We investigate decoupling of heavy Kaluza-Klein (KK) modes in an Abelian Higgs model with space-time topologies R{sup 3,1}xS{sup 1} and R{sup 3,1}xS{sup 1}/Z{sub 2}. After integrating out only the heavy KK modes we find the one-loop, light-particle (irreducible) effective action (LPEA) for the zero-mode fields. We find that in the R{sup 3,1}xS{sup 1} topology the heavy modes do not decouple in this low-energy effective action, due to the zero mode of the 5th component of the 5D gauge field A{sub 5}. Because A{sub 5} is a scalar under 4D Lorentz transformations, there is no gauge symmetry protecting it from getting mass and A{sub 5}{sup 4} interaction terms after loop corrections. In addition, after symmetry breaking, we find that the effective action has new divergences in the A{sub 5} mass that did not appear in the symmetric phase. The new divergences are traced back to the gauge-goldstone mixing that occurs after symmetry breaking. We find that when considering low-energy physical processes, however, the divergences of the zero-mode loop diagrams will cancel the divergences in the effective action, rendering the radiatively corrected couplings finite. Although, this clears up the extra divergences in the A{sub 5} sector, the gauge coupling still has a different compactification scale dependence in the A{sub 5} then it does in the A{sub {mu}} sector, leading to an explicit violation of decoupling. If instead of the LPEA one considers the Wilsonian effective action by integrating out zero modes of momenta |p|>M (M is the mass of the lowest KK excitation) in addition to the heavy modes, then decoupling is manifest. However, as is well known the price is the difficulty in maintaining 4D Lorentz and gauge invariance. In order to get a more sensible effective theory in the LPEA formalism, we investigate the S{sup 1}/Z{sub 2} compactification. With this kind of compact topology, the A{sub 5} zero mode disappears. With no A{sub 5}, there are no new divergences and the

  8. Impact of scale dependent bias and nonlinear structure growth on the integrated Sachs-Wolfe effect: Angular power spectra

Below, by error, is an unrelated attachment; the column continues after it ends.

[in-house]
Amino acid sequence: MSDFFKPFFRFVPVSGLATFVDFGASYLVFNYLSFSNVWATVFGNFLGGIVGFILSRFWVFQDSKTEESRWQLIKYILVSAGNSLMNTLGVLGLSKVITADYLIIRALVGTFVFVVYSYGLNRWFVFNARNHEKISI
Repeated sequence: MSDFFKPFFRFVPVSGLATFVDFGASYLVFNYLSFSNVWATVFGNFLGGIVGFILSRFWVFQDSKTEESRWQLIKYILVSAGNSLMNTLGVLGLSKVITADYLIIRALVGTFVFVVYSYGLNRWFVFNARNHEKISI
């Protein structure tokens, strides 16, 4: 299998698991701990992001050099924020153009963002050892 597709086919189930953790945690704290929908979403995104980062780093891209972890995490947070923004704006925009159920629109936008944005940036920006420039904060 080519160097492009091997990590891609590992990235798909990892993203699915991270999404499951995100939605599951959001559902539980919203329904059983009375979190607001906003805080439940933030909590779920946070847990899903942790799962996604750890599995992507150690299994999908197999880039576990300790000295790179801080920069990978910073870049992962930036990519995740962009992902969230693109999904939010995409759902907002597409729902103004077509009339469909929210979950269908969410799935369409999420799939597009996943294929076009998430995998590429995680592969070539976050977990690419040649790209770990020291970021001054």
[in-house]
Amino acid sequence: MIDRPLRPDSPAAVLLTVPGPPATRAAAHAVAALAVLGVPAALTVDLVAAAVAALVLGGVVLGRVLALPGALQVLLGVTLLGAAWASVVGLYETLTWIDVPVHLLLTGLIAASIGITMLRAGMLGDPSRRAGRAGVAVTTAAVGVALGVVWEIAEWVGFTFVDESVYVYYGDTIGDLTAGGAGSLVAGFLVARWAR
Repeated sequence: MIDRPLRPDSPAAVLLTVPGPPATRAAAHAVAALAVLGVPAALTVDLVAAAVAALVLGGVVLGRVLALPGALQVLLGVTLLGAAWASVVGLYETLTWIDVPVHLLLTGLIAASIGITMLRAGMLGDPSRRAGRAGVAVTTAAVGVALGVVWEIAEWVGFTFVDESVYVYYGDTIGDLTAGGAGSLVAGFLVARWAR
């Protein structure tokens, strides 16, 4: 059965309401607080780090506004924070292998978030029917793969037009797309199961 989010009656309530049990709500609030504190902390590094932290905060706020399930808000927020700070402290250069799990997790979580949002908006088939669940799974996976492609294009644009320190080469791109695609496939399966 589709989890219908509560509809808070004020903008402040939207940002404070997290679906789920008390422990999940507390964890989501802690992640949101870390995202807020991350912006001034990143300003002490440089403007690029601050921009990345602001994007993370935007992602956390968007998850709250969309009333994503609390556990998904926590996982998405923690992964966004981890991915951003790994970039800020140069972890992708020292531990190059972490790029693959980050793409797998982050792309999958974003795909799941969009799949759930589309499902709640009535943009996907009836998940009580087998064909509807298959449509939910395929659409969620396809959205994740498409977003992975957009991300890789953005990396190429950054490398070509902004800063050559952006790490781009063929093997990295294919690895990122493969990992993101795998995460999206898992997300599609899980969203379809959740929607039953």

SciTech Connect

    Smith, Robert E.; Hernandez-Monteagudo, Carlos; Seljak, Uros

    2009-09-15

    We investigate the impact of nonlinear evolution of the gravitational potentials in the {lambda}CDM model on the integrated Sachs-Wolfe (ISW) contribution to the cosmic microwave background (CMB) temperature power spectrum, and on the cross-power spectrum of the CMB and a set of biased tracers of the mass. We use an ensemble of N-body simulations to directly follow the potentials and compare the results to analytic PT methods. The predictions from the PT match the results to high precision for k<0.2h Mpc{sup -1}. We compute the nonlinear corrections to the angular power spectrum and find them to be <10% of linear theory for l<100. These corrections are swamped by the cosmic variance. On scales l>100 the departures are more significant; however, the CMB signal is more than a factor 10{sup 3} larger at this scale. Nonlinear ISW effects therefore play no role in shaping the CMB power spectrum for l<1500. We analyze the CMB-density tracer cross spectrum using simulations and renormalized bias PT, and find good agreement. The usual assumption is that nonlinear evolution enhances the growth of structure and counteracts the linear ISW on small scales, leading to a change in sign of the CMB large-scale structure cross spectrum at small scales. However, PT analysis suggests that this trend reverses at late times when the logarithmic growth rate f=dlnD/dlna<0.5 or {omega}{sub m}(z)<0.3. Numerical results confirm these expectations and we find no sign change in ISW large-scale structure cross power for low redshifts. Corrections due to nonlinearity and scale dependence of the bias are found to be <10% for l<100, and are therefore below the signal to noise of the current and future measurements. Finally, we estimate the cross-correlation coefficient between the CMB and halos and show that it can be made to match that for the dark matter and CMB to within 5% for thin redshift shells, thus mitigating the need to model bias evolution.